What did you learn in 2011?

You have the power. That’s one of the biggest lesson of 2011, for consumers — and one of the key takeaways of my new book, Scammed. You can find out what else the last year taught us in my latest Mint.com column. You don’t want to miss it.

Speaking of the book, now is the time to order it online. You’ll get it in time for the holidays, and it makes a great gift, because it will protect you from all the scams that await you in 2012.

Order Scammed now on Amazon, Barnes & Noble and iTunes. You can also download it immediately as an ebook on the Kindle and Nook platforms.
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Carnival kicks mother and son off Christmas cruise

This is Rebecca Dickerson and her son, Jordan. A few days ago, they were cruising to the Bahamas on the Carnival Fascination. But last week, they were removed from the ship in a “shocking” turn of events, according to Rebecca Dickerson.

Their nightmare began shortly after boarding the vessel on Dec. 10 in Jacksonville, Fla. On the first day, Dickerson reports that her room was burglarized.
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TSA Watch: These terrorists don’t need to be screened — they have uniforms

Today’s word is “inconsistent.”

Say it with me: inconsistent.

If the last week’s events have shown us anything, it’s that the federal agency guarding America’s skies is inconsistent.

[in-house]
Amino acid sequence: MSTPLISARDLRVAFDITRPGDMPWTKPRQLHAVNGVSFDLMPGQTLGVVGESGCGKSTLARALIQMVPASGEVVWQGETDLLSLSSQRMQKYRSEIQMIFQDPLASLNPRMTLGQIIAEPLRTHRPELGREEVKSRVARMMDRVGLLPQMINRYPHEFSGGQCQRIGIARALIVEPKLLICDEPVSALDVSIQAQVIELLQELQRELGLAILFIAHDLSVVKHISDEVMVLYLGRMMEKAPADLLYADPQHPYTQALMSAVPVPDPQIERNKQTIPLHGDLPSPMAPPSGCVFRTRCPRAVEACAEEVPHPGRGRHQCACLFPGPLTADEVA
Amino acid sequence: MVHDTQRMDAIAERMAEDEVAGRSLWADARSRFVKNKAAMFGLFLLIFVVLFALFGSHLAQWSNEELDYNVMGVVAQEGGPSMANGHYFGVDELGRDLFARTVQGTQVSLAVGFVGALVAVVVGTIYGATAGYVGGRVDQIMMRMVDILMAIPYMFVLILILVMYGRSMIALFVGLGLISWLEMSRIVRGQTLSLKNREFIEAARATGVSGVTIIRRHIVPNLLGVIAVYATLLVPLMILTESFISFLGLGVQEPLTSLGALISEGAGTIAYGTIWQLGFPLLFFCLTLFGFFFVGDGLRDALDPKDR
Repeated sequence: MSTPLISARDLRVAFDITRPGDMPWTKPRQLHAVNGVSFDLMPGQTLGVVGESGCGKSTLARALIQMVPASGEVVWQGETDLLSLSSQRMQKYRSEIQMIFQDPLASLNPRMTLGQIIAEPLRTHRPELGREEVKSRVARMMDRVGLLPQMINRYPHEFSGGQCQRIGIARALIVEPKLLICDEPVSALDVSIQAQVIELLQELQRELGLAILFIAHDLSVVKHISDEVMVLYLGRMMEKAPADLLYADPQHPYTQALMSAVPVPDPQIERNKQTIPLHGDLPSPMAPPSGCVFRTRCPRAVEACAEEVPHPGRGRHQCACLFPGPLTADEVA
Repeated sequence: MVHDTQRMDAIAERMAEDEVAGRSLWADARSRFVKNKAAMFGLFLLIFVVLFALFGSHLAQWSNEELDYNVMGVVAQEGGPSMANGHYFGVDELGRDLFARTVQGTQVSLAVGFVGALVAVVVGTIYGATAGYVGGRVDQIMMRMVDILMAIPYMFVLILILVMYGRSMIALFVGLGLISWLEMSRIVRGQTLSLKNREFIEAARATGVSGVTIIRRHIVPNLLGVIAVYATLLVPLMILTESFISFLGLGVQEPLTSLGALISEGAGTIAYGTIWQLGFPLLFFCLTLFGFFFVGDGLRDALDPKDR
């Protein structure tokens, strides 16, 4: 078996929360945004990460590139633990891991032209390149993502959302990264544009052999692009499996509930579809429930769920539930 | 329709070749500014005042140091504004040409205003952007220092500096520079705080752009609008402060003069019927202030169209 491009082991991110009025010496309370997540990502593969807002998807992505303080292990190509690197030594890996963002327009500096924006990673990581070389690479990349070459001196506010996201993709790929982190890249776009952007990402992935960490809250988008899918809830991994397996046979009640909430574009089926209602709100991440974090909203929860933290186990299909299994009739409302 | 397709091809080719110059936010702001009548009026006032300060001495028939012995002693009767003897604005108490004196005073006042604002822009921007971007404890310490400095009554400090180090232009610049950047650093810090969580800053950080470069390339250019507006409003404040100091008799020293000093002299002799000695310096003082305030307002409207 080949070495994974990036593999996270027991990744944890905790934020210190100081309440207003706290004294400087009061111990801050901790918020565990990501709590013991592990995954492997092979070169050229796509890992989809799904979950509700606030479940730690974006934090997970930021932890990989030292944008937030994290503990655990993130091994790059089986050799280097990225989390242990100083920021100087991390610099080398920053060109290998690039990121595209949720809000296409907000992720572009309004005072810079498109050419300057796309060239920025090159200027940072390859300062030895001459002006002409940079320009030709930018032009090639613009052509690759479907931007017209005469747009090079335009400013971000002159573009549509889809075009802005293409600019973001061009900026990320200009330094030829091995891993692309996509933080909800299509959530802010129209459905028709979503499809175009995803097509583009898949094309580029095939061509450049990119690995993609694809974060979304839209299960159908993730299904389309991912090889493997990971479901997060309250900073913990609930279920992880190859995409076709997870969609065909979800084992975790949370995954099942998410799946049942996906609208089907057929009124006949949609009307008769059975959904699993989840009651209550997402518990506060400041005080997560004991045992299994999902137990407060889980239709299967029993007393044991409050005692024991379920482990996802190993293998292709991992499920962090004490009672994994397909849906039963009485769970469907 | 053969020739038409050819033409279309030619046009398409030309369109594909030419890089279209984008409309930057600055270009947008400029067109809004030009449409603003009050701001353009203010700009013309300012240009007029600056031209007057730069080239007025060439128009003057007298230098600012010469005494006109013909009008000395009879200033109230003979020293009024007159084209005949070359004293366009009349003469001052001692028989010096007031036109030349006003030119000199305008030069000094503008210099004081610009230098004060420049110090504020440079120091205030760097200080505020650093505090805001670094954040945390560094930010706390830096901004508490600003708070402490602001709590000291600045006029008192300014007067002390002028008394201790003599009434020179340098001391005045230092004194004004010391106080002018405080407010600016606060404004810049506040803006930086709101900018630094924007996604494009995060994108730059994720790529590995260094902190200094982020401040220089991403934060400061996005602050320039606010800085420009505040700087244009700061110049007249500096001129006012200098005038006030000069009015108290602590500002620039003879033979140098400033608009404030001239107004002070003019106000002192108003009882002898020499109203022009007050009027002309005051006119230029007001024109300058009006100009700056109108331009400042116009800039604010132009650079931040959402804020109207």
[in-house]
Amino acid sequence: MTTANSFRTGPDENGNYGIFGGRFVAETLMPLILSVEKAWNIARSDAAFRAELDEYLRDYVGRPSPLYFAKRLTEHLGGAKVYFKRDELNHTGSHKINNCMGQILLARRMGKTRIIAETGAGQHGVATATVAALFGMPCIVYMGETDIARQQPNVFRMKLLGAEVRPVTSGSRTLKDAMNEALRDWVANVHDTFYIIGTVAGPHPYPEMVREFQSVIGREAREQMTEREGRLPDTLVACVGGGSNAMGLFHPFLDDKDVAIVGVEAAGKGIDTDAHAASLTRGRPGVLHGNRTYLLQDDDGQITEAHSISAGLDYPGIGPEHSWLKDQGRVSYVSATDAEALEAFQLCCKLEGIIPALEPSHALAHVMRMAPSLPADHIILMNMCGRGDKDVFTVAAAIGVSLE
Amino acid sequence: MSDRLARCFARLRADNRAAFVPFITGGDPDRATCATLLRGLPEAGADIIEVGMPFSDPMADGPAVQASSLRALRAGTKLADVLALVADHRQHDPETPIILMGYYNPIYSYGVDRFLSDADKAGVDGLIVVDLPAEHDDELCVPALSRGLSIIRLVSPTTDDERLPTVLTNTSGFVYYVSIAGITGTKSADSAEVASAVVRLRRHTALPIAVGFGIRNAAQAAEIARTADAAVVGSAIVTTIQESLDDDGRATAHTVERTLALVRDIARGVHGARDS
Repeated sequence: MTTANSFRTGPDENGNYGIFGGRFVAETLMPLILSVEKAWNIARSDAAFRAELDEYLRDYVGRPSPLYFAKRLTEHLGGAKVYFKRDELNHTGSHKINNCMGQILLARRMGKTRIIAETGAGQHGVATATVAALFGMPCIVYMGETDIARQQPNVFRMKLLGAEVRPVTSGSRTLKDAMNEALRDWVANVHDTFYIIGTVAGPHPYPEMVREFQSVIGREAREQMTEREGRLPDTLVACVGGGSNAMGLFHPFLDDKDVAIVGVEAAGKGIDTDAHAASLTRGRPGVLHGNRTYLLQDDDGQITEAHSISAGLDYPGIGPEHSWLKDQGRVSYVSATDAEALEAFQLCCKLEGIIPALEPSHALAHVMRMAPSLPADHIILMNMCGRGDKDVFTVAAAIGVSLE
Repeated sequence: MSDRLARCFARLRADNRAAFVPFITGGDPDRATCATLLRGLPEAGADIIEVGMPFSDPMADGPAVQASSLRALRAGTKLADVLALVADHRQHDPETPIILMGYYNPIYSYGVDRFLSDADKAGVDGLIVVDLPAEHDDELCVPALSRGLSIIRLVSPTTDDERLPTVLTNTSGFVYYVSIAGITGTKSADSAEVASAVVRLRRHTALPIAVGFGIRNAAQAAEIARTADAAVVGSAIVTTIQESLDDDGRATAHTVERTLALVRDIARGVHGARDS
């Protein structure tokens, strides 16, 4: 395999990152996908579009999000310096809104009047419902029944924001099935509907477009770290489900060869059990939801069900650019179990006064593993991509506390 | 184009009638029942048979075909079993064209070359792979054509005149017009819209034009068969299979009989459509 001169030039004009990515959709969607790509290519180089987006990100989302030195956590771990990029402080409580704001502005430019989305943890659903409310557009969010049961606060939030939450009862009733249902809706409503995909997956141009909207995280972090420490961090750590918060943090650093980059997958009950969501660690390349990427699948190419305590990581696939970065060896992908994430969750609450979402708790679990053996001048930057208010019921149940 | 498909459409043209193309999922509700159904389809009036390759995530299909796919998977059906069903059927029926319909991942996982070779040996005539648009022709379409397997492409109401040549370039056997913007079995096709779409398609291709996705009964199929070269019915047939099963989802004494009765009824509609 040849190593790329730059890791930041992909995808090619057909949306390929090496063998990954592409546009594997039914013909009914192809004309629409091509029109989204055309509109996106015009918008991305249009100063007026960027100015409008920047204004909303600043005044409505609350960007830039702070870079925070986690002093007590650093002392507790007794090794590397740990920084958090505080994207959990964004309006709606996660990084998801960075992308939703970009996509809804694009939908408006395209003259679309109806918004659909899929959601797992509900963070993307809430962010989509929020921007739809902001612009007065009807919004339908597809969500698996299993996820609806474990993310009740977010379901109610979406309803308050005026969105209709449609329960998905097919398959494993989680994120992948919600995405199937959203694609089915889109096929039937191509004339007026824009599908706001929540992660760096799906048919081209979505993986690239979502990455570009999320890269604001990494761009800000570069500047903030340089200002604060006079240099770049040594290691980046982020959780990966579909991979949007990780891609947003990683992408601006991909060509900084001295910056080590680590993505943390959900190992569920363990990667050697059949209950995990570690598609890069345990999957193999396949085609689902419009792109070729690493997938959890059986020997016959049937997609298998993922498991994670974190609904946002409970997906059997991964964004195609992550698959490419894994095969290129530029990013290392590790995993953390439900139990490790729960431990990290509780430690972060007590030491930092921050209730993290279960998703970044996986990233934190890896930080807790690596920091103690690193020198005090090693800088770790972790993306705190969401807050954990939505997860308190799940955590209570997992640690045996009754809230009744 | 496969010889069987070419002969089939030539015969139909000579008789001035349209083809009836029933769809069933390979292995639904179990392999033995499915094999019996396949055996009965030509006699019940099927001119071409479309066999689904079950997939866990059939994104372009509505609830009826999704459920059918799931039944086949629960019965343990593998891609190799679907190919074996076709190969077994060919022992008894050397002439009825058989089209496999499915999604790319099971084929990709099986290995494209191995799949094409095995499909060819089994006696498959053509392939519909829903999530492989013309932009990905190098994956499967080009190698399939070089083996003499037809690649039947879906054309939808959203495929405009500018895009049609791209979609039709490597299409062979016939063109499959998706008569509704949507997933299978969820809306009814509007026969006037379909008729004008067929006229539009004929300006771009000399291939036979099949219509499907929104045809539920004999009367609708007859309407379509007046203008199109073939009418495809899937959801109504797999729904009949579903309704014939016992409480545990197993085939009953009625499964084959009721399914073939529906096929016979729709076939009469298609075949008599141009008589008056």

Dangerously inconsistent, sometimes.

Consider the outrage over rapper Freddie Gibbs, who slipped a bag of marijuana in his checked luggage on a flight last week. But when the TSA found his stash at the airport, it didn’t report him. Instead, it let him off with a lighthearted warning when an agent allegedly wrote, “C’mon son” on the official “you’ve been inspected” card.
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Do I really need travel insurance? This might help you decide

Do you need insurance for your next trip?

That’s a question we ask all the time on this site, and it was the topic of a popular series earlier this year.

Truth is, if you have to make just one large claim, you’ll be glad you had travel insurance. But what, exactly, are your chances are of making a claim on a travel insurance policy, and what kind of claims are typically filed?

This infographic is pretty enlightening.

Many thanks to our sponsor TripInsurance.com for giving us an early look at these numbers. Here’s a link to the full-size graphic.

Stay tuned for a sequel to the travel insurance series in early 2012.

A holiday surprise from the travel industry

Sometimes when you travel, it’s the little gestures of compassion that make the biggest difference — especially during the holidays.

For Becky Brand, it was the bus driver on Washington’s L2 line who went out of his way to help her during Thanksgiving week. “While I was struggling with a heavy suitcase in the rain, he made my day by stopping to let me on instead of having me run to the bus stop a block away,” says Brand, who works for a legal advocacy group in the capital. “Although a small and random act of kindness, it made my holiday week and definitely gave me something to be thankful for.”